March 15, 2010

Eleven Bullets of the Civil War

Above is a detail from my latest figurative mosaic, Eleven Bullets of the Civil War, featured at right. It is so named for the actual civil war bullets incorporated into the mosaic. I am usually not quite so literal in my titles for art work but this one just seemed to write itself. The bullets were found on the trip home from Maryland last summer and the figure was modeled that same summer. For some months now they sat in the studio unassembled while I ruminated over them.
It takes me a while to compose the elements of a mosaic - although these days I am moving slower than usual. The placement of parts in a mosaic of found objects such as this one can change the message depending upon where they go and what they are next to. While composing this mosaic I kept this in mind, asking questions all the during the slow assembly. Should the bullets be arranged in a row to evoke the straight and narrow way of the military? Or should they be scattered to indicate the chaos of war? I decided to use them in provocative, ironic ways, as parts of architecture, as a pillow and foot rest. They surround and embellish a neolithic spear head (given to me as a gift one year ago). After arranging them all to my satisfaction, I had one spare bullet that didn’t seem to fit anywhere. I almost put it aside when I finally realized that all the other bullets were on their sides, flush with the picture plane. This last bullet I cemented to the picture in such a way as to project outward towards the viewer. How awful and confrontational! The last bullet would point at the viewer’s head should the picture be hung at eye level. Should someone ask why I changed the orientation of that last bullet I would be obliged to come up with an answer. My answer would go something like this:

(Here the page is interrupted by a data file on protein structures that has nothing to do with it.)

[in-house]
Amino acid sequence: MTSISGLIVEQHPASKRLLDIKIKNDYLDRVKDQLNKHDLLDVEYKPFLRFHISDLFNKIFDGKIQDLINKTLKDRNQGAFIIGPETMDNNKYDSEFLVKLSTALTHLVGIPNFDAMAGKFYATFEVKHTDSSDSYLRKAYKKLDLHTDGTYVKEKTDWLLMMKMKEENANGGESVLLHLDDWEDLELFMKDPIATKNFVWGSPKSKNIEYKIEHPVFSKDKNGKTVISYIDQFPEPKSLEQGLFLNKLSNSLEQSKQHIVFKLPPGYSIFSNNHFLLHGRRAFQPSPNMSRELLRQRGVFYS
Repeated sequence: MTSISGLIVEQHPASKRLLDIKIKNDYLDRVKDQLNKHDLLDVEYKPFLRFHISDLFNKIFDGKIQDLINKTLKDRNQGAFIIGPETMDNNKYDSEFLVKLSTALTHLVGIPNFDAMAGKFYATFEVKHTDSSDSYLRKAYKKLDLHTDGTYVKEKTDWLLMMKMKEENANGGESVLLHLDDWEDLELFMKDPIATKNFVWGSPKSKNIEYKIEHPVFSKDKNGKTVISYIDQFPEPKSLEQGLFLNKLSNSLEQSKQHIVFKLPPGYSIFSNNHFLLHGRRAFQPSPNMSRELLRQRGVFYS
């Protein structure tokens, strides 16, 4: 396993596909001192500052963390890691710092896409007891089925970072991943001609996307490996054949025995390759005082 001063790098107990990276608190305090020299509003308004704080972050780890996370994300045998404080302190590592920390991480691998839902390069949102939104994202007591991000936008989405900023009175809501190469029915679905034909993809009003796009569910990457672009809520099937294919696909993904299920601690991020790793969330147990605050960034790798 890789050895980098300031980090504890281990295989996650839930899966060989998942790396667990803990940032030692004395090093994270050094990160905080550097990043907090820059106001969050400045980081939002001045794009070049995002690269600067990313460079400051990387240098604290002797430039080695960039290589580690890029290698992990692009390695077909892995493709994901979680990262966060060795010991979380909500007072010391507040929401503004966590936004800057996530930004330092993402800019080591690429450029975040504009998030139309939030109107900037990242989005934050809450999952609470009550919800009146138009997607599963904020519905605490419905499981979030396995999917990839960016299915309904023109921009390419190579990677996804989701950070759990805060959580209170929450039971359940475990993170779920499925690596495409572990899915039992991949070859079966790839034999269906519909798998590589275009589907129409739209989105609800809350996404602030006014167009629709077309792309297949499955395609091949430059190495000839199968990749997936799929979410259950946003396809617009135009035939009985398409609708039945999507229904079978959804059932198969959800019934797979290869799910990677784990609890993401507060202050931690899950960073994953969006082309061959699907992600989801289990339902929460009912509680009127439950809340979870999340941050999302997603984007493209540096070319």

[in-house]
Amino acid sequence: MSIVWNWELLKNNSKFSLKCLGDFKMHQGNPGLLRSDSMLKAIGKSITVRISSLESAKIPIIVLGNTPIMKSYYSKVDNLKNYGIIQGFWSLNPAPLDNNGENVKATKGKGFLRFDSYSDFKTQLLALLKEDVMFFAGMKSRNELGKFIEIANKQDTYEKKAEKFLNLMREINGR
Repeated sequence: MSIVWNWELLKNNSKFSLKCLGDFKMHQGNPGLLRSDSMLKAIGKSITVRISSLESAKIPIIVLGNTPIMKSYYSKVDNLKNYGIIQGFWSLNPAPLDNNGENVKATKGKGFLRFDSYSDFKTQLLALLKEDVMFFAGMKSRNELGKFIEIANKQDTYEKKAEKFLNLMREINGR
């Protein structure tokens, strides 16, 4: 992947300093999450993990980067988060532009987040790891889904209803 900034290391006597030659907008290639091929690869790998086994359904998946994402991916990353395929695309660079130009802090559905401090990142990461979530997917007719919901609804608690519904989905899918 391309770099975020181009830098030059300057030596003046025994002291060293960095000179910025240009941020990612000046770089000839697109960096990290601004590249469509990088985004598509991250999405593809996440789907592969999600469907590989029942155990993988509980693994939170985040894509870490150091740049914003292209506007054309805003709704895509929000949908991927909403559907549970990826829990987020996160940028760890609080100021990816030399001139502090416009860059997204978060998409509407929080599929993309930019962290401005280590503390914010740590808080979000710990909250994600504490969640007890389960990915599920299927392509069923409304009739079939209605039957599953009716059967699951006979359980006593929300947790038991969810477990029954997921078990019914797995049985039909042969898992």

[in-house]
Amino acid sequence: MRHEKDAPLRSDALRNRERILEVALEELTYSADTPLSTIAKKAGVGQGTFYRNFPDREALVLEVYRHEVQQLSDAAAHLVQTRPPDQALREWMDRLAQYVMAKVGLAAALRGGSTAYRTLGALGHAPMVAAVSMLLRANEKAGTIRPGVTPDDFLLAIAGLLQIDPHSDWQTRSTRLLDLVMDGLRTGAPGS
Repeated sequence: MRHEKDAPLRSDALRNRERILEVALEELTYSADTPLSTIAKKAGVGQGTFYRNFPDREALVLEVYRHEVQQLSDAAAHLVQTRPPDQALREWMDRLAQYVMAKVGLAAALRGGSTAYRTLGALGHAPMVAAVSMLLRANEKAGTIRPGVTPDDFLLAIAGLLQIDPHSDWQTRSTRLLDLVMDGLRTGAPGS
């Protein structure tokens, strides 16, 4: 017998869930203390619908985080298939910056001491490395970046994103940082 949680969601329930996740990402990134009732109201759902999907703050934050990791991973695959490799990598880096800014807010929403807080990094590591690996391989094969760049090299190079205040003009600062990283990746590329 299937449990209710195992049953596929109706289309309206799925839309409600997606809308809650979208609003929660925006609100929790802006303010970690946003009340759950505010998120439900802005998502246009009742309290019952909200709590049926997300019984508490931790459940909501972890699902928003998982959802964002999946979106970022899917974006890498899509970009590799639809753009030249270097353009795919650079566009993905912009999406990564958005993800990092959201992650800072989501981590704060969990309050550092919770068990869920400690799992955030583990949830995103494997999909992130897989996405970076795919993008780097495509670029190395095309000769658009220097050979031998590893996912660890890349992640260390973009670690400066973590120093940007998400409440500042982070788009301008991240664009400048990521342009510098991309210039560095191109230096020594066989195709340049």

The last bullet punctures the illusion of peace in war time. It makes us see that which we wish not to see but which happens nevertheless. The last bullet shatters the notion that America at war does not in some way involve us all and that, aware of it or not, it is a part of us. It is that lingering, nagging sadness in the back of the mind as we go about our daily business, made manifest by a direct shot of confrontation.

It is difficult to be aware of the extent of what happens in Iraq and Afghanistan. Unlike Vietnam, which was brought into livingrooms in graphic horror, the current wars are filtered somewhat my media coverage, I believe. Hence it is a new kind of civil war.

1 comment:

FRESCA said...

Thank you for taking the time to share that. Your well written, honest and obviously heart (or tooth!) felt account was alternately quite interesting, strangely reassuring — and surprisingly enlightening to me. Being both fairly new to, as well as on the fringes of, the medium, the thought of entering a piece this year did fleetingly cross my mind — and was quickly abandoned without further action. However, I did attend the exhibit (although I missed the jury panel discussion) and was frankly curious about the jury process at this level of work. While I can foresee the difficulties and possible objections to such, I do support your idea of providing at least some minimal feedback to the entering artists as I feel this might present a unique opportunity for self-examination and personal analysis of ones own work in re the final exhibit as a whole and as individual parts of that whole.